III. THE EXCLUSION OF THE UNMERCIFUL AND OF THOSE WHO SHOWED HATRED TO GOD 'S PEOPLE . ( Deuteronomy 23:4-6 .) The principle here is obvious. Christ expressly excludes the unmerciful from all participation in his kingdom ( Matthew 25:41-46 ). And there can be no "peace" and no "prosperity" to those who are actuated by hostility to God's kingdom. So long as they retain this character, we cannot wish it for them. Hostility to Christ's people is hostility to Christ himself ( Acts 9:4 , Acts 9:5 ), and reacts fatally on the soul ( Matthew 21:44 ). It draws upon it God s indignation, and ends in final exclusion from heaven.

IV. THE ADMISSION OF THOSE WHO SHOW KINDNESS TO GOD 'S PEOPLE . ( Deuteronomy 23:7 , Deuteronomy 23:8 .) The Edomite and the Egyptian were not to be abhorred; their children might be admitted in the third generation. The Edomites had not been as friendly as they might have been, but they had at least furnished the Israelites with victuals in their march, while the Egyptians had for a long time shown them kindness and hospitality. For these things they "had their reward." Acts of kindness to God's people do not entitle to admission into God's kingdom, but they show a "nighness" of spirit to it, and are remembered in God's dealings with the doers of them, and may issue in their final salvation ( Matthew 10:42 ). Note: Past kindnesses are not to be forgotten because of a late change of disposition. The Egyptians were kindly remembered, though their treatment of the Israelites had latterly been very cruel. It is to be remarked also that the tone in which Edom is uniformly referred to in this book does not in the least harmonize with the late date assigned to it by many critics. Edom, in the time of the prophets, had become Israel's implacable foe.—J.O.

- The Pulpit Commentary

Deuteronomy 23:1-8 (Deuteronomy 23:1-8)

The congregation of the Lord jealously guarded.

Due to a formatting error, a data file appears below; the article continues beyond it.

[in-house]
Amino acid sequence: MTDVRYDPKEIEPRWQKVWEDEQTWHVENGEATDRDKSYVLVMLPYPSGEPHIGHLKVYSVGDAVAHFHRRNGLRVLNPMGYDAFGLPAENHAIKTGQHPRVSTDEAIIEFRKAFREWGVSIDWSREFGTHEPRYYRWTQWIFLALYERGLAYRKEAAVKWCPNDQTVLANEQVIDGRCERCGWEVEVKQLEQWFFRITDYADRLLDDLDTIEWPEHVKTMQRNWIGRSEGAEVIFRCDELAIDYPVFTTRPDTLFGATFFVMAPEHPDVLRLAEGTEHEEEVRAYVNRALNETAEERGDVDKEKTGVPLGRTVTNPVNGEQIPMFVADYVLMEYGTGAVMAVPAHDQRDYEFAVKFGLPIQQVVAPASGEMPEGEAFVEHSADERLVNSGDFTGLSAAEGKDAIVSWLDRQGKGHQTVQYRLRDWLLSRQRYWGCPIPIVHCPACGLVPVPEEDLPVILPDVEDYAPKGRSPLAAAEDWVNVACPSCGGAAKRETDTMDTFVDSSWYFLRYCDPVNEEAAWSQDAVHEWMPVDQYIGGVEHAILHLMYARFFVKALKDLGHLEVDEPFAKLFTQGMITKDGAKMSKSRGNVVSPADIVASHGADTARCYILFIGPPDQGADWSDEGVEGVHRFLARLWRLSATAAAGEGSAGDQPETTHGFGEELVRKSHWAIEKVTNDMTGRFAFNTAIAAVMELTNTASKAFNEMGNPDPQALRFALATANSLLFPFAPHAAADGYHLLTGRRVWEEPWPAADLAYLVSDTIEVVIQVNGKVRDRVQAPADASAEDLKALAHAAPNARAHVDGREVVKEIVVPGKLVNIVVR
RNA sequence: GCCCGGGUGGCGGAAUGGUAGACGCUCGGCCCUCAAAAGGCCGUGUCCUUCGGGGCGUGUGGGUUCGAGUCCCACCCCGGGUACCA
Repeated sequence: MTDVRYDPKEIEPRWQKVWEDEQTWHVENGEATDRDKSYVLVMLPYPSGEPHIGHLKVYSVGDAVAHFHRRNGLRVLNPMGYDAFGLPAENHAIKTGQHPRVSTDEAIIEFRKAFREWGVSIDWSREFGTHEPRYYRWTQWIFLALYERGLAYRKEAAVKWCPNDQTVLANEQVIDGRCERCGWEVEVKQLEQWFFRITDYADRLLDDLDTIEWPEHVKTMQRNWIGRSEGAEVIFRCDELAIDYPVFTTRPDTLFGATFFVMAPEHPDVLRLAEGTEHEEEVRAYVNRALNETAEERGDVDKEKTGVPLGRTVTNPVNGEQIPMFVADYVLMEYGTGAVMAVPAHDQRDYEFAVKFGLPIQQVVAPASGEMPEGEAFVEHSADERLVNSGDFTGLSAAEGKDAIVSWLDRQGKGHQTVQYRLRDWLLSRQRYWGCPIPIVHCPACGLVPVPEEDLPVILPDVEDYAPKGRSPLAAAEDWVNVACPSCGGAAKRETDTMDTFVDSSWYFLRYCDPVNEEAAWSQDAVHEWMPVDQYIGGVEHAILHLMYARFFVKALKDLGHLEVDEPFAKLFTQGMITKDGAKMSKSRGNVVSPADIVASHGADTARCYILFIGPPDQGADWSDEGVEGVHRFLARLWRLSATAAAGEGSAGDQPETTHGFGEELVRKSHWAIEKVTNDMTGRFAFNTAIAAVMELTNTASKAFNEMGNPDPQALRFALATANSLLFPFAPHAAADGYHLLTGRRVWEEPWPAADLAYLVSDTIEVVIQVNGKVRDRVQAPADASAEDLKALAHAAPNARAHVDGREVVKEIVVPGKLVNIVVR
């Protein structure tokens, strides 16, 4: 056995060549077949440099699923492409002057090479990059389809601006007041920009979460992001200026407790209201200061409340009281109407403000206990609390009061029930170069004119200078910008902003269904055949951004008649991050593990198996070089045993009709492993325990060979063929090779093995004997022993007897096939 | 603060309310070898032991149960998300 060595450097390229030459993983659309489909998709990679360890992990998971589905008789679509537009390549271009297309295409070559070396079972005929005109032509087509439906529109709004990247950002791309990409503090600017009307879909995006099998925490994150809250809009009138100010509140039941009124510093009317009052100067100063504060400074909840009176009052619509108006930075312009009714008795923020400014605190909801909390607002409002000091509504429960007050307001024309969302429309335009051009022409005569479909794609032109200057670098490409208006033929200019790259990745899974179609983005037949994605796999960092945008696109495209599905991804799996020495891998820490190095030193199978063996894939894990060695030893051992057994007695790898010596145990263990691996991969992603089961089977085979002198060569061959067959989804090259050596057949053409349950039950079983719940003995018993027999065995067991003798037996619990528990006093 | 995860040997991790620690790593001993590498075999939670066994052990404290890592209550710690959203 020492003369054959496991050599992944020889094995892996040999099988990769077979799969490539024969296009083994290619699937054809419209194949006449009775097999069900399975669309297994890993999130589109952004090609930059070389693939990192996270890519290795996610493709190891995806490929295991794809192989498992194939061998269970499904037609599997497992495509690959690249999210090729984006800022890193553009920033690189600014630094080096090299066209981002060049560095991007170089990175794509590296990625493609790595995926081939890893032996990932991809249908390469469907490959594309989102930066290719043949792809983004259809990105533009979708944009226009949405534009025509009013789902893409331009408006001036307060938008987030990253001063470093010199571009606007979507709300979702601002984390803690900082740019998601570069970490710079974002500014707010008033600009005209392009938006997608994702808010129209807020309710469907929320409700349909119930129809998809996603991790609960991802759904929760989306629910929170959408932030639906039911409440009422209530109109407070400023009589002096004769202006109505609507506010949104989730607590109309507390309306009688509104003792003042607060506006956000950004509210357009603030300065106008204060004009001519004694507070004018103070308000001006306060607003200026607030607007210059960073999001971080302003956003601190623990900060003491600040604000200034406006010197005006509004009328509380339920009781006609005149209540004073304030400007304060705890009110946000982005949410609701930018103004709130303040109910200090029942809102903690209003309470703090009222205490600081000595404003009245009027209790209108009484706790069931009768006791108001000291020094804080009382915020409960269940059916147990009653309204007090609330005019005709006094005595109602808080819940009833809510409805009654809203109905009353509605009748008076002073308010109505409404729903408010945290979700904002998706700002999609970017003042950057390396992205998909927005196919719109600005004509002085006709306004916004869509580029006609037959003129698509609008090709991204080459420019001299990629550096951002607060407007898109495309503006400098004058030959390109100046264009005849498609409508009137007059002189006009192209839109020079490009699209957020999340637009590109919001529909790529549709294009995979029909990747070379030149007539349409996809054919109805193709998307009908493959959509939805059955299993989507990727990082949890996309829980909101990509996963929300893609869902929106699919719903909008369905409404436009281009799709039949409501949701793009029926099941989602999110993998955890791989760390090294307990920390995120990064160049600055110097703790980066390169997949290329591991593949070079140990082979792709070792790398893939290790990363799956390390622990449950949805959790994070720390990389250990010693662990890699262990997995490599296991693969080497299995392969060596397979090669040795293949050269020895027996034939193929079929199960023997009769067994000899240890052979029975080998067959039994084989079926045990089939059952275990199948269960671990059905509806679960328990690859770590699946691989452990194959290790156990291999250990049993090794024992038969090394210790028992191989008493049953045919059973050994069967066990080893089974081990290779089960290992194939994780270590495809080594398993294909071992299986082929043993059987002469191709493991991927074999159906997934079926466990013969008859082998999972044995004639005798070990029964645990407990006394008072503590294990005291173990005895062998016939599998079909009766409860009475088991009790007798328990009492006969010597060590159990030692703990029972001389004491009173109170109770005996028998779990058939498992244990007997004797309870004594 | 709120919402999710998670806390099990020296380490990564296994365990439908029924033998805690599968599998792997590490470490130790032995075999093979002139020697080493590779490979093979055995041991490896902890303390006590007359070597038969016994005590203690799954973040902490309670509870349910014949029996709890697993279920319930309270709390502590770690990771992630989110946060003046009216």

There has been considerable controversy about what the term" entering into the congregation of the Lord signifies. It cannot be the Old Testament equivalent for our " communicants ," or "Church members;" for it would seem from Exodus 12:48 , Exodus 12:49 , that Jewish privileges were open to strangers on condition of their circumcision. Nor need we interpret it as merely indicating the marriage connections which Israelites were to avoid. We are satisfied with the interpretation, received by many, that the congregation ( קָהַל ) does not always signify the sum total of the people, but the great assembly of elders. The prohibitions in this passage would, therefore, mean prohibitions from holding office in the theocracy; in fact, they show those who were ineligible to the Jewish eldership. The ineligible parties are—

1. Eunuchs . For physical perfection was indispensable in a kingdom typically and ideally to be perfect. Besides, it has been said that this excluded class are deficient in courage, which the elders required. £

2. Those whose family had the " bar sinister " within ten generations . This was a great penalty against concubinage, and must have made the Jews most particular about the legality of their marriages.

3. Amorites and Moabites . They are treated like those with the " bar sinister ," as a judgment on their inhuman treatment of Israel. So that there was caution to be exercised in the admission of outsiders to the honors of the Jewish commonwealth.

4. Edomites and Egyptians . They could not enter themselves, but their grandchildren were eligible. They were not kept waiting so long at the door as those previously mentioned. This jealous guarding of the gate is surely instructive.

I. IT SHOWS US THE DUTY OF LAYING HANDS SUDDENLY UPON NO MAN . This was Paul's direction to Timothy regarding the ordination of elders ( 1 Timothy 5:22 ). Their selection was so important, that it should not be hastily or carelessly done. They should get time to prove themselves as worthy. And our ideal of Church officers should be so high as to allow of the introduction of no ill-qualified person through our haste or careless selection.

II. A CHURCH SHOULD MAINLY PRODUCE ITS OWN OFFICERS . Just as breeding is so important physically, so is Church training spiritually. It is the children in the tenth generation of the bastard who are, so to speak, by their ecclesiastical development through nine previous generations in ecclesiastical connection, to wipe out the ill effects of the "bar sinister." The grandchildren of the Edomite and Egyptian are to be eligible, because for three generations connected with the Church. That Church will be strong who can train up from among her own children the officers she needs.